Garden Pest Control with Machine Learning #SlugsSuck #DetectNet #MachineLearning #ArtificialIntelligence #DeepLearning #NVIDIA @hackaday
Gardening: welcome to a world of pests you never knew existed or previously ignored. Slugs are no exception but the story is different when your beautiful vegetables are decimated by these nocturnal noshers. Hackaday user Tegwyn☠Twmffat is well versed in the garden battle and decided to use machine learning to even the score. The high-level idea is to detect a slug in the garden and then ‘remove’ them with a ‘humane’ intervention.
Ai slug detection involves using a high end web cam to capture live video images of the crops or seed trays and streaming those images into a specialist computer, not much bigger than a Raspberry Pi, which then uses a pre-trained ‘model’ to identify slugs and draw a boundary box around each and every one of them. The boundary box is essentially a set of four coordinates which can then be exported to another system such as a high powered laser to kill the creatures as quickly and humanely as possible.
To start, thousands of images of slugs were captured (10,000+), cropped and edited and then used to train a deep neural network. Both the DetectNet object detection model from NVIDIA and the YoloV3 real-time object detection models were explored. In the current iteration, the DetectNet model was trained on 10,000+ images for 13 hours on the AWS NVIDIA V100 GPU. The model is currently detecting slugs on leaves!! That said, it seems to identify the markings on the slug as opposed to the antenna or the slug’s body. Probably because slugs are basically amorphous blobs. If you’d like to keep tabs on this project you can follow Tegwyn☠Twmffat sluggish updates on hackaday.io.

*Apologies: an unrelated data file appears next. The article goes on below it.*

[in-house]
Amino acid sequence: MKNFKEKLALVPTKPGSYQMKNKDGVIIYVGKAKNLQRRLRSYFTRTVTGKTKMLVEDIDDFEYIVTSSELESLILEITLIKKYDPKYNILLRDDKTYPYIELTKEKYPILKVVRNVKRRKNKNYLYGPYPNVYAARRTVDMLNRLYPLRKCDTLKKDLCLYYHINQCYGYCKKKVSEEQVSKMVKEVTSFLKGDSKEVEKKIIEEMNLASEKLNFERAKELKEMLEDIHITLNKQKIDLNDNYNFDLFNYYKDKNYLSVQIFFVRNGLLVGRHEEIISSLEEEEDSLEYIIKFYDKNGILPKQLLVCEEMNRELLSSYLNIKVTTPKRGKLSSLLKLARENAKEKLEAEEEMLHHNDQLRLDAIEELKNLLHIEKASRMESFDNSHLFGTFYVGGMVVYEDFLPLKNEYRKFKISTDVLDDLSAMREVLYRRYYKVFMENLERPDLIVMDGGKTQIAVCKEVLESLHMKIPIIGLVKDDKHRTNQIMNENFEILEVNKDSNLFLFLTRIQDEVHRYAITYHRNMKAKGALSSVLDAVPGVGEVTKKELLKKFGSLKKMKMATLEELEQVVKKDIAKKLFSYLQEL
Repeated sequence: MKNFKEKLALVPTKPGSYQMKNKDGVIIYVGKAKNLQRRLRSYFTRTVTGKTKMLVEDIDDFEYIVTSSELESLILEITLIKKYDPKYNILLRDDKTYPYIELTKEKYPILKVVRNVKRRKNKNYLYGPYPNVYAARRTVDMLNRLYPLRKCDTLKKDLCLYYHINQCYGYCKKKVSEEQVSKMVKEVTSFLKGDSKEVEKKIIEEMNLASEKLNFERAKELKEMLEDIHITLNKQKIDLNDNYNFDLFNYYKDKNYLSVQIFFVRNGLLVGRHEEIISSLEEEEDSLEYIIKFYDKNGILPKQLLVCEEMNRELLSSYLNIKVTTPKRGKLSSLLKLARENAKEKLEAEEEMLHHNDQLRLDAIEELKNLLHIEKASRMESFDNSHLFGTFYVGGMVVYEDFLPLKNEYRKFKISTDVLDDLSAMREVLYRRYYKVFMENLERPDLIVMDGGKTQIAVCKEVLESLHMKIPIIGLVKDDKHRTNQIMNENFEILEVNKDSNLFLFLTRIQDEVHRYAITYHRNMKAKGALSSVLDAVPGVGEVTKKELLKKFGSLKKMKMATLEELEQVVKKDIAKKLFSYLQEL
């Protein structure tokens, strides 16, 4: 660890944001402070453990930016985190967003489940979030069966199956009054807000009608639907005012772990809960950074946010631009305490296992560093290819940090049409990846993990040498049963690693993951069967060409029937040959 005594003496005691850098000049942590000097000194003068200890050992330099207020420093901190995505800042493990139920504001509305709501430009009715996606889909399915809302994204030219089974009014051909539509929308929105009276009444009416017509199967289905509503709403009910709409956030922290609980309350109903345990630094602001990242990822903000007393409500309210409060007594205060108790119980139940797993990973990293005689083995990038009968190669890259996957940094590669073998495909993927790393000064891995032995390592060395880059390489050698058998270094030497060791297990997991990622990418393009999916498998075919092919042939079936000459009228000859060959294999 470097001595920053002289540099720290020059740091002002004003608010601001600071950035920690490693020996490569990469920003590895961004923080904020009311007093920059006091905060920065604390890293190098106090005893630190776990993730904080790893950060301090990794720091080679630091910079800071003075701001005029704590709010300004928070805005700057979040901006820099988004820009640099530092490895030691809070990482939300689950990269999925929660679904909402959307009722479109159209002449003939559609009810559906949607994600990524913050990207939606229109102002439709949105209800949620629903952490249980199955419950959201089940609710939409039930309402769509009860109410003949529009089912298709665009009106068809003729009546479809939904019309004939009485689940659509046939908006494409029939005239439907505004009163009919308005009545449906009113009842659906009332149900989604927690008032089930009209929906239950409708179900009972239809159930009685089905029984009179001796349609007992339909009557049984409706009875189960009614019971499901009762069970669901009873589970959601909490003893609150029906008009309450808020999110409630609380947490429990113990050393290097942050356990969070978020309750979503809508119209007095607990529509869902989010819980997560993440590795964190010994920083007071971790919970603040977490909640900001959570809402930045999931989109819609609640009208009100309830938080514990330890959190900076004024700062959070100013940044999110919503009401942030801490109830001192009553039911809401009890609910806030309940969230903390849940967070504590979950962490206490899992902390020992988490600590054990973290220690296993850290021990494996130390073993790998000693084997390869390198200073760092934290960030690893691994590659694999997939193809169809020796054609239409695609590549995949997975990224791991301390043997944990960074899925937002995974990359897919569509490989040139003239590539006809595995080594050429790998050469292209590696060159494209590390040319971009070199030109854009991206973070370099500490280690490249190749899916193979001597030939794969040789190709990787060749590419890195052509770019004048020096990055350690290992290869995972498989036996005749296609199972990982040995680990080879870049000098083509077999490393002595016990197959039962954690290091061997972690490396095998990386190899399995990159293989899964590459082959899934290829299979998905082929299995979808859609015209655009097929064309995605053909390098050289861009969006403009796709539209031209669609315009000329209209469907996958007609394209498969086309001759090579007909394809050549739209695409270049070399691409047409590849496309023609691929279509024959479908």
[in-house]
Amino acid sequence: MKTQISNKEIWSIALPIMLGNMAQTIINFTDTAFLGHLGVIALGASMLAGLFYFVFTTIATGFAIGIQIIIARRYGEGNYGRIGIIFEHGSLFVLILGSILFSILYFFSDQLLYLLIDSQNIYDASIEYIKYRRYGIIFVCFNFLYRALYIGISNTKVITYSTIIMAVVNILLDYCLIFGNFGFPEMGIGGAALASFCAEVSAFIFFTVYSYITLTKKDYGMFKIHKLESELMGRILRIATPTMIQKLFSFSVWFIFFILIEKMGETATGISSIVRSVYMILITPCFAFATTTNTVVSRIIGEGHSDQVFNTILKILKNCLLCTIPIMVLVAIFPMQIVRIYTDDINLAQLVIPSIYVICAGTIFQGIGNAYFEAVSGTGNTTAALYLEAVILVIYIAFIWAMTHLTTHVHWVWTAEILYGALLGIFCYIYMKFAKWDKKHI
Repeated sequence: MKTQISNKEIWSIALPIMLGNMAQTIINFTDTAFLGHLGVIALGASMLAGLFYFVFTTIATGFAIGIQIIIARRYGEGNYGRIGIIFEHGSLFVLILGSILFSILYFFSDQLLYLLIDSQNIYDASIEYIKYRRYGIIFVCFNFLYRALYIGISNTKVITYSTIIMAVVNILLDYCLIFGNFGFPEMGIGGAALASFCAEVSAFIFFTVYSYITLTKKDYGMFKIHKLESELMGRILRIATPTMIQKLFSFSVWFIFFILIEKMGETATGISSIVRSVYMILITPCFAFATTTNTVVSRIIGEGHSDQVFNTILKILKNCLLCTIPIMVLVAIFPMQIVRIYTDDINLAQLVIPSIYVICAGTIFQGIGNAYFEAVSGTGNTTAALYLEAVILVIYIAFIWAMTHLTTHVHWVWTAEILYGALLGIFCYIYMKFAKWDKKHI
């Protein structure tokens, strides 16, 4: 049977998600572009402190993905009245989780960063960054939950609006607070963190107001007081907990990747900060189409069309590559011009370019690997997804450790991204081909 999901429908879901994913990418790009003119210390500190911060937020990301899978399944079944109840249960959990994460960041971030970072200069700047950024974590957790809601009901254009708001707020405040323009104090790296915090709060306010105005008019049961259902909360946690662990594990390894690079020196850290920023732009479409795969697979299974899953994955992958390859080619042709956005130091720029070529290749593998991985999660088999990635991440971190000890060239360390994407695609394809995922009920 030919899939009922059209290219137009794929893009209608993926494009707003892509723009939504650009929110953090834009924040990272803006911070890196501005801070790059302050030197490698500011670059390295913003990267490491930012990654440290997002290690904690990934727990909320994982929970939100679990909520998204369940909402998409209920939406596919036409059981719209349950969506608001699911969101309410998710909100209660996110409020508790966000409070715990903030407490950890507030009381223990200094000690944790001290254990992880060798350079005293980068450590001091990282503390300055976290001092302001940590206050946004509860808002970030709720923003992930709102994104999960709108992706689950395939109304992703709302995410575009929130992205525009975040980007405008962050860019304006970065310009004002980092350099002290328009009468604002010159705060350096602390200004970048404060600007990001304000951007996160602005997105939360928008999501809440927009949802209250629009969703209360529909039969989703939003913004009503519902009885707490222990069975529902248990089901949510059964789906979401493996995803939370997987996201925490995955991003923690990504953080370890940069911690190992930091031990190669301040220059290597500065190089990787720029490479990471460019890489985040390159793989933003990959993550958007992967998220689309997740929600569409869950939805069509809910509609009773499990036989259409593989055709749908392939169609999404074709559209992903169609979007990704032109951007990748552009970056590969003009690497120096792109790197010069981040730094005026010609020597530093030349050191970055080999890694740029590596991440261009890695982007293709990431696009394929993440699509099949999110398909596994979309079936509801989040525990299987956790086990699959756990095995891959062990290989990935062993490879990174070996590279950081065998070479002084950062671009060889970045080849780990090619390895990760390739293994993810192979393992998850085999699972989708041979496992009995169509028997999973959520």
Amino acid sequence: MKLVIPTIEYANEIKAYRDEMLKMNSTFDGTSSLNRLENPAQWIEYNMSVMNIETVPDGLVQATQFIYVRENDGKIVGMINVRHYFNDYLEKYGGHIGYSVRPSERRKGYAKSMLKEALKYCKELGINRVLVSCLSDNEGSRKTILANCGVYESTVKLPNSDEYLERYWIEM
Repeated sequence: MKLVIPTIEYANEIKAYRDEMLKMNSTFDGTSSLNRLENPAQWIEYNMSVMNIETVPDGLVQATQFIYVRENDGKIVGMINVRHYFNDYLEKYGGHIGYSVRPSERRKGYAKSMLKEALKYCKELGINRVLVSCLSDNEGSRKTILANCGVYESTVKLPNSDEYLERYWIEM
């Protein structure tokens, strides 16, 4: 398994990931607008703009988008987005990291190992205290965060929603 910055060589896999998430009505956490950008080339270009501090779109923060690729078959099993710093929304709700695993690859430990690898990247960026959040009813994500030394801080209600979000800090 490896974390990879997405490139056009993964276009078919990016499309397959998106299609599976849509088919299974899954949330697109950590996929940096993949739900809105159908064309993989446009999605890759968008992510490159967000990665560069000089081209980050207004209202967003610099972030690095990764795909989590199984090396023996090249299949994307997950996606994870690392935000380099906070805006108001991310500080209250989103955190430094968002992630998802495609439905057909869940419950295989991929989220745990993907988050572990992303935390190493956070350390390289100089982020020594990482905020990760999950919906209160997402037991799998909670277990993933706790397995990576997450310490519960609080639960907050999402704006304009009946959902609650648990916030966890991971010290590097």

The slugs are now house trained. 10605 images of slugs have created a fairly good slug detector…The training shows obvious convergence, even though testing in real life does not pick up on the overall shape of the slugs, but more readily on the patterns on their bodies. Training on AWS Nvidia V100 GPU took about 13 hours to reach 500 epochs.
Eink, E-paper, Think Ink – Collin shares six segments pondering the unusual low-power display technology that somehow still seems a bit sci-fi – http://adafruit.com/thinkink
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